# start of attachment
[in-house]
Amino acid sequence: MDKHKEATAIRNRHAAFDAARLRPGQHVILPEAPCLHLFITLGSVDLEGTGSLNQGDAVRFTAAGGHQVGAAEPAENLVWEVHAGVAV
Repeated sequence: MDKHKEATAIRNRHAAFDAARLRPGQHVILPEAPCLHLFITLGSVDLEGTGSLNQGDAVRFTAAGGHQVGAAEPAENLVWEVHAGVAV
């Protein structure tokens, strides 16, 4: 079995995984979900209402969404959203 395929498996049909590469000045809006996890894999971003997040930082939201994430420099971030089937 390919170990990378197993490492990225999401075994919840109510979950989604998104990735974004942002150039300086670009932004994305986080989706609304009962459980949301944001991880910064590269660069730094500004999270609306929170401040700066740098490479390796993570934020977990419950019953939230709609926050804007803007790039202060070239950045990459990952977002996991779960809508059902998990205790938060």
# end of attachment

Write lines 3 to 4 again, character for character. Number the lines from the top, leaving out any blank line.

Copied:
Repeated sequence: MDKHKEATAIRNRHAAFDAARLRPGQHVILPEAPCLHLFITLGSVDLEGTGSLNQGDAVRFTAAGGHQVGAAEPAENLVWEVHAGVAV
């Protein structure tokens, strides 16, 4: 079995995984979900209402969404959203 395929498996049909590469000045809006996890894999971003997040930082939201994430420099971030089937 390919170990990378197993490492990225999401075994919840109510979950989604998104990735974004942002150039300086670009932004994305986080989706609304009962459980949301944001991880910064590269660069730094500004999270609306929170401040700066740098490479390796993570934020977990419950019953939230709609926050804007803007790039202060070239950045990459990952977002996991779960809508059902998990205790938060």